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Nascer e Crescer

versión impresa ISSN 0872-0754versión On-line ISSN 2183-9417

Nascer e Crescer vol.28 no.3 Porto set. 2019

http://dx.doi.org/10.25753/BirthGrowthMJ.v28.i3.16677 

ORIGINAL ARTICLES | ARTIGOS ORIGINAIS

Serum sickness-like reaction in pediatric age - experience of an imunoalergology unit

Doença do soro-like em idade pediátrica - experiência de uma unidade de imunoalergologia

Francisca MartinsI, Tatiana PereiraII, Diana SoaresIII, Jorge RomarizIII, Fátima PraçaIII, Herculano CostaIII, Cláudia PedrosaIII

I - Department of Pediatrics, Unidade Local de Saúde do Alto Minho. 4904-858 Viana do Castelo, Portugal. franciscamartins8@hotmail.com

II - Department of Pediatrics, Centro Hospitalar Entre o Douro e Vouga. 4520-161 Santa Maria da Feira, Portugal. taty.pereira.0@gmail.com

III - Department of Pediatrics, Allergy Unit, Centro Hospitalar Vila Nova de Gaia/Espinho. 4434-502 Vila Nova de Gaia, Portugal. dianarsoares@gmail.com; jaromariz@gmail.com; fatimapraca@sapo.pt; herculano.costa@chvnge.min-saude.pt; claudiampedrosa@yahoo.com

Endereço para correspondência | Dirección para correspondencia | Correspondence


 

ABSTRACT

Background: Serum sickness is a systemic reaction reported after administration of heterologous serum. It is clinically characterized by fever, skin lesions, arthralgia/arthritis, lymphadenopathy, and nephritis and by presence of immune complexes. Serum sickness-like reaction mimics serum sickness and its pathophysiology is not well understood. It is more common in pediatric age and often associated with drug administration. This study aimed to characterize serum sickness-like reaction cases evaluated at a Drug Allergy Clinic.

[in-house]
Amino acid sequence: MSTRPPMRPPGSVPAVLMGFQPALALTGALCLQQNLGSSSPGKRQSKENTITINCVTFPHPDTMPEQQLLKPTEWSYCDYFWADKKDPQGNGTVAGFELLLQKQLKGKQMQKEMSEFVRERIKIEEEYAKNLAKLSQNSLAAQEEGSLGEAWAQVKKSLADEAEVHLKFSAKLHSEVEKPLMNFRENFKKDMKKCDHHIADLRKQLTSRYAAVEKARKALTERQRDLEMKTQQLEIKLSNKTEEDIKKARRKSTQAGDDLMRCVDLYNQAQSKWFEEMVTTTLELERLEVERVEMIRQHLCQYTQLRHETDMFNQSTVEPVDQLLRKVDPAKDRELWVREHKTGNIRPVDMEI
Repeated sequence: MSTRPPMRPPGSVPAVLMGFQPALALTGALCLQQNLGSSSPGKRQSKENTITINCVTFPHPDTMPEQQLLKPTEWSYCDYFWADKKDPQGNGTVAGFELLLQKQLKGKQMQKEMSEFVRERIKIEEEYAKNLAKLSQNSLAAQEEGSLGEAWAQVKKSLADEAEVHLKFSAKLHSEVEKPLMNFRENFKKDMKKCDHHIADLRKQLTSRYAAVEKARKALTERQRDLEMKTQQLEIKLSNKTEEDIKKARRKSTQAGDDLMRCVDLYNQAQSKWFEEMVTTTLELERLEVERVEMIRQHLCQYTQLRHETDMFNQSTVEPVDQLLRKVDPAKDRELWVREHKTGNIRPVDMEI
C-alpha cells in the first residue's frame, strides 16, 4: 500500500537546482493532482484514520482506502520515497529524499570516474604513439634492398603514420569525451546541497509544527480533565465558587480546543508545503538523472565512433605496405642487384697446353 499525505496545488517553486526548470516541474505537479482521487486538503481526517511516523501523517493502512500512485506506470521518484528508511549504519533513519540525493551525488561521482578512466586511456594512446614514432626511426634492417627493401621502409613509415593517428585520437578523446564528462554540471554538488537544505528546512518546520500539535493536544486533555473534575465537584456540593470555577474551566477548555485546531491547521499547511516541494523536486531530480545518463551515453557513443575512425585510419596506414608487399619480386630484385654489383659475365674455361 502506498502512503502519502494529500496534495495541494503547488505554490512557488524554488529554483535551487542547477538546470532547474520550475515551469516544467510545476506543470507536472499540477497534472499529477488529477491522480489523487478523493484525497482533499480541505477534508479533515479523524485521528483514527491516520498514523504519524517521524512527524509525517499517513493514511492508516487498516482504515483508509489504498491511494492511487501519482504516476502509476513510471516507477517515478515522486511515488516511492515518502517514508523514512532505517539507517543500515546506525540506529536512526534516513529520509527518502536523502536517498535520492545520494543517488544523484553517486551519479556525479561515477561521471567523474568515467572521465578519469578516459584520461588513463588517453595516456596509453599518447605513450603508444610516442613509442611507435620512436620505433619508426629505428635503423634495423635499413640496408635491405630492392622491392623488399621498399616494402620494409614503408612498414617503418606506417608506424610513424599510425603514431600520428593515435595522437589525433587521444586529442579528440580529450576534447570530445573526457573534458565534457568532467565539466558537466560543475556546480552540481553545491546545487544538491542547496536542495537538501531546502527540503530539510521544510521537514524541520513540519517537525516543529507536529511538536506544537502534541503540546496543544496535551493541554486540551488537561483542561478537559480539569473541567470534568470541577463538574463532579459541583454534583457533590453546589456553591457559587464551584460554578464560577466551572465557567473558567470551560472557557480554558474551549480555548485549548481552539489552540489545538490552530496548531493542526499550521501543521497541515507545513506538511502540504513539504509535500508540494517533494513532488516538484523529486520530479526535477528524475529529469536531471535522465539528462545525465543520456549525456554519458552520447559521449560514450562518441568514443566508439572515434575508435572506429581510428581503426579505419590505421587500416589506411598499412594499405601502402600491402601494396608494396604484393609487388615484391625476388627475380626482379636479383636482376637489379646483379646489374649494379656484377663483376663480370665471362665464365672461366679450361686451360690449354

Material and methods: An analytical, retrospective, longitudinal study of a sample of 39 children (56% male) with diagnosis of serum sickness-like reaction evaluated at a Drug Allergy Clinic between January 2007 and December 2017 was performed.

Results: Children had an average of 4.8 years at the time of reaction. In most cases (97%), beta-lactam antibiotics were the suspected triggering drugs. On average, clinical manifestations developed 7.5 days after treatment start. Skin lesions developed in all patients, and arthralgia/arthritis in 92.3%. Fifteen percent of children were hospitalized. Penicillin-specific IgE was evaluated in 87% of patients, but only tested positive in two. Skin prick tests and intradermal tests were performed in 46% of cases and were positive in seven. Oral challenge test was performed in 26% of patients and was positive in three.

Conclusion: Serum sickness-like reaction is a rare and poorly understood entity. Diagnosis is essentially clinical, requiring a high index of suspicion. In the acute phase, usefulness of complementary tests lies mainly in the differential diagnosis with other diseases.

Keywords: antibiotics; children; serum sickness-like reaction


 

RESUMO